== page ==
Photo by Nile Hawver
On Saturday January 21st, 2017 I walked into The Roberts Studio Theater at the Boston Center for the Arts to see SpeakEasy Stage Company’s extended run of The Scottsboro Boys. The music and lyrics were tastefully crafted by John Kander and the late Fred Ebb, the team that has also given us Cabaret and Chicago. This production was directed by Paul Daigneault, the artistic director of SpeakEasy, with music direction by Matthew Stern (yay BU), and choreography by Ilyse Robbins. Truth be told, it was a spectacular show. The cast gave a full, energetic and precise performance and I could feel that this was their last Saturday night show, after this: one more performance. They gave it their all. The audience, I would say half of which was older, white theater goers and the rest relatively diverse in age, race, and gender was absolutely taken by the energy of the actors. However, there was another energy permeating the atmosphere, perhaps fueling room. The inauguration of 45 had occurred merely 30 or so hours ago and the political aroma wreaked throughout theater.
Kander and Ebb in 2010 sent to the broadway stage a true story of 9 Black males that were falsely accused and punished for the rape of two white women on a train in Alabama in 1931. Apparently it did not do so well; it closed after two months. However, it’s New England premiere did exceedingly well. I have to believe that some of it’s success is due to the tense political climate of our current moment. A day after the first Black presidential family left the White House, and the mere sight of a Black body on stage singing and dancing carried political significance, regardless of the context.
We all trickled into the house, assuming we knew what we were in for, and without warning or announcement the show began. Shelaye Camillo, a brown actress playing The Lady crossed the stage. She was poised, graceful, and elegant, but also an air of weariness and exhaustion hung around her as she sat stage left holding a medium sized box. The sight of her garnered audible gasps from the house. I was pulled in. The show proceeded to unfold and I was taken on an educational, hilarious, sombering and inspiring journey. I got to see these black actors execute minstrelsy in a way that was subversive, intelligent and cringe-worthy. The entire show is a nod to the minstrelsy the plagues American entertainment and by doing so juxtaposes being thrown into the legal system while Black with being thrown into the entertainment industry while Black. Both systems operate in direct opposition to Black humanity.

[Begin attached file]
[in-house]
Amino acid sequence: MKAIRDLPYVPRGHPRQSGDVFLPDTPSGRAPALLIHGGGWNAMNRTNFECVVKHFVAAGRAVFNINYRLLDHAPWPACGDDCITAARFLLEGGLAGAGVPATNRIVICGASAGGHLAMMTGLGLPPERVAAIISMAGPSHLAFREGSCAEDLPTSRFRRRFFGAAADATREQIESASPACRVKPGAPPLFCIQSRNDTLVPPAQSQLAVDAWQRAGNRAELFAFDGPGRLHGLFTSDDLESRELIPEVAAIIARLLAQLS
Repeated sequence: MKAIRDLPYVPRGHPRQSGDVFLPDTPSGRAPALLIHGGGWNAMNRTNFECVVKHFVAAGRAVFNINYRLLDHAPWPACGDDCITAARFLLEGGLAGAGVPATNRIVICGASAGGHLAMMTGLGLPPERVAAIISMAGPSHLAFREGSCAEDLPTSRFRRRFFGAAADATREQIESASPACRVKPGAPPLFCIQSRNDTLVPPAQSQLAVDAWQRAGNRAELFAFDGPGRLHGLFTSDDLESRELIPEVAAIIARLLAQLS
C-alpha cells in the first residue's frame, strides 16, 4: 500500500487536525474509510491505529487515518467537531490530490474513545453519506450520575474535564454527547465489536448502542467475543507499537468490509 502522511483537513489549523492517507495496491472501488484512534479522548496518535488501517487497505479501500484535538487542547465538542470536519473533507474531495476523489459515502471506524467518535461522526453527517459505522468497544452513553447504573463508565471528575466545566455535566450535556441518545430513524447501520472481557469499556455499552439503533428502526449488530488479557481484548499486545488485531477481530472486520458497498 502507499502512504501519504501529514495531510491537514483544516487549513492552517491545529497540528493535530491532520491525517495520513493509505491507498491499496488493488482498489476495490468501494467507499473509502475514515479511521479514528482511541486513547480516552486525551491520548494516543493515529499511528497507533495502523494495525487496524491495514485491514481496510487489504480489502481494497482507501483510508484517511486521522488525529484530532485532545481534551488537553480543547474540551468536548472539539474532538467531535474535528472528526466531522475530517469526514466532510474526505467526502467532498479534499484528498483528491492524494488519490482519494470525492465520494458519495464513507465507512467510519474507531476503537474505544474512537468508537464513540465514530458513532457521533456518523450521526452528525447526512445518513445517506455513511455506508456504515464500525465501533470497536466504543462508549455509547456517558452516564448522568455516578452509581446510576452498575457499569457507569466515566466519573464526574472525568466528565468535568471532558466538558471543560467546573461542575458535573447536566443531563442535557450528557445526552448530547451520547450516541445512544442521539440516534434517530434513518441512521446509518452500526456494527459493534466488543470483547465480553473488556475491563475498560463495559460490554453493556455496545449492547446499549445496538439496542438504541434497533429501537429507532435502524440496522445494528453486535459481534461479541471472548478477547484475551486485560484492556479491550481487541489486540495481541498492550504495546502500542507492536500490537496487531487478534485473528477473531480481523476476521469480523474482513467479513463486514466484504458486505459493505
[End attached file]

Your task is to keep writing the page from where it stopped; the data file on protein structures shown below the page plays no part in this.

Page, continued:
Russell Garrett’s Colonel Sanders-esque portrayal of The Interlocutor was eerily charming, and inseparable from the many flawed systems established in our country by white men (capitalism, justice [politics and prison], entertainment, etc…). On the other hand, the Black actors hilariously portrayed the white characters necessary for retelling the story: the accusers, the lawyers, the judge. I could not help but think back to our discussion about the slaves mimicking the walk of the slave master as a joke for the ignorant white audience’s amusement. The white people in the house that night were indeed laughing, but I will say the people of color laughed a little harder. We knew what was up. It was was telling to note the moments of laughter throughout the show and observe who was laughing at what and who was not laughing at certain things. I found myself able to fully immerse in the humor of the show and rather accept the story as it is. In comparison, the white audience members seemed to be more immersed in the dramatic truth of the story and therefore had a harder time accepting the humor in the retelling of such a story. Though I will say, I did feel uncomfortable with the inherent “performative negro” aspect of the show. Watching The Interlocutor demand a tap number from these Black boys, I was unable at times to separate the play itself from the reality of doing the play. I felt bad for the actors that had to put on those shoes and tell that story. I imagined how difficult it had to be at times to take direction from a white man, in the actual doing of the thing and in the rehearsal of the thing. Perhaps because of the political atmosphere I was hyper aware of the Black actors, yes performing and telling a much needed story, but also doing this to put food on their table and the inherent “sell-out” nature of being a Black actor. I like to imagine that many of these things were discussed throughout the process.
I was truly struck with the end of the show and the message it left me with. The story does not end happy, the boys wing up either dead, or poisoned by their time in prison and unable to function properly in the society they are released back into. They gave us one last number, “Where are They Now?” and trickled off the stage. All the while The Lady had been a silent observer of the entire story and the audience had been given no link from her to the story. But the moment came when she was left onstage alone until Russell Garrett went over, playing a bus driver and asked The Lady to move to the back of the bus. Without standing or losing an ounce of status she says that her feet hurt and she will not move. The Lady became Rosa Parks in that moment and suddenly the entire thesis of the show hits me and I was in tears. This show ultimately left me with one call to action: resist.